Creating the largest solar panel structure for industrial use in Spain has not only reduced Nissan Motor Ibérica’s carbon footprint and lowered its energy bills, but has also won the company an important award.
In recognition of the moves made to improve its energy efficiency, Nissan has won the 2008 Carles Ferrer Salat Award, presented annually by Fomento del Trabajo Nacional, a confederation of Catalan businesses.
Reducing the CO2 output of its factories is one of Nissan’s objectives for all its workplaces worldwide, with the company’s environmental strategy – Nissan Green Program 2010 – also promising to cut the exhaust emissions from its cars and dramatically increase recycling on a global scale.
Nissan has achieved serious reductions in CO2 emissions by adopting a system of solar energy power supply. By the end of 2007, a total of 1,428 solar, photovoltaic and thermal panels had been installed across its Zona Franca plant in Barcelona and at Avila in Castile and León, enabling the factories to cut CO2 production by up to 381 tonnes per year.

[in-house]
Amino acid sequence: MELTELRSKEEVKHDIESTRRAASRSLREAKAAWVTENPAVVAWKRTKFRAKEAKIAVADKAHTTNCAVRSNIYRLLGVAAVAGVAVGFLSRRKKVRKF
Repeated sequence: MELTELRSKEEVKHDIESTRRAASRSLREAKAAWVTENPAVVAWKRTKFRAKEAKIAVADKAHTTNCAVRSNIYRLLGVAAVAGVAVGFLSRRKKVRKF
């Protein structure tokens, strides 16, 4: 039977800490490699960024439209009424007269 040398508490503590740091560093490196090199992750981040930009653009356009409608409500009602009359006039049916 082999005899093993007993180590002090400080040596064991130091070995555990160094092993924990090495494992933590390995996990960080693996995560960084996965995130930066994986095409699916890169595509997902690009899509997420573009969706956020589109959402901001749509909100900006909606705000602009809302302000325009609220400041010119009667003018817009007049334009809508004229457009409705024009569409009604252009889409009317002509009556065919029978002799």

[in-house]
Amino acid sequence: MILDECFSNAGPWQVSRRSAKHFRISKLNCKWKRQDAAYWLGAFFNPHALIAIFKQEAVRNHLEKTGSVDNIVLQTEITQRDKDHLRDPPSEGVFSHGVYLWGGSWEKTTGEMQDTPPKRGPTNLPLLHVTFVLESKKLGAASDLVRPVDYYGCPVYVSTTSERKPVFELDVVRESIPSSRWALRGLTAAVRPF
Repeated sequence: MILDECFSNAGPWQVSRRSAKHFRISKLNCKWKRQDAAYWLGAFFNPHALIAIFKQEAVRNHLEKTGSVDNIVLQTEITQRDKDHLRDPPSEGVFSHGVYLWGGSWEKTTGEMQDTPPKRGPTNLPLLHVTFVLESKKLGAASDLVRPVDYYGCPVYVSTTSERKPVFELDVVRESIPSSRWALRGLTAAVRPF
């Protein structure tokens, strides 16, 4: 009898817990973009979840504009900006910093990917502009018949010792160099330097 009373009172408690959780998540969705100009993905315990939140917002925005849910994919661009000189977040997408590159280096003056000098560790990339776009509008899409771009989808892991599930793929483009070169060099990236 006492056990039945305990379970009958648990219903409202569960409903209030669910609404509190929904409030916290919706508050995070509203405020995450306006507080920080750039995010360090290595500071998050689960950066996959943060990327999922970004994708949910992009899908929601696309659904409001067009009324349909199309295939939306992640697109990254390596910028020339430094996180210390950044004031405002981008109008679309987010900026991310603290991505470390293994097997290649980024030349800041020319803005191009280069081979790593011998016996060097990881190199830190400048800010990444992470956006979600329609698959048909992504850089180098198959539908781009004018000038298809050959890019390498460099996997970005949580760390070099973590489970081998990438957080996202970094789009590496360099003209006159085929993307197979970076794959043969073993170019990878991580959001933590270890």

At the Avila plant, where Nissan makes light commercial vehicles, the largest solar panel structure in Spain covers 1,335m2 and will generate 928,000 kW-h of power a year.
“We have instigated the biggest installation of thermal panels for industrial use in Spain and have put in place a large number of photovoltaic panels in our plants in Barcelona and Avila,” said José Vicente de los Mozos, CEO of Nissan Motor Ibérica. “This has involved a major financial investment as part of Nissan’s global strategy to cut CO2 emissions and protect the environment.”
Since 2005, Nissan’s factory in Barcelona, the carmaker’s biggest plant in Spain, has cut its CO2 emissions by 9,400 tonnes, or 12%. By 2010, Nissan in Spain will have reduced its CO2 emissions by 16,000 tonnes, an improvement of 13% over the 2005 figure. At Zona Franca, reductions are expected to reach 20%.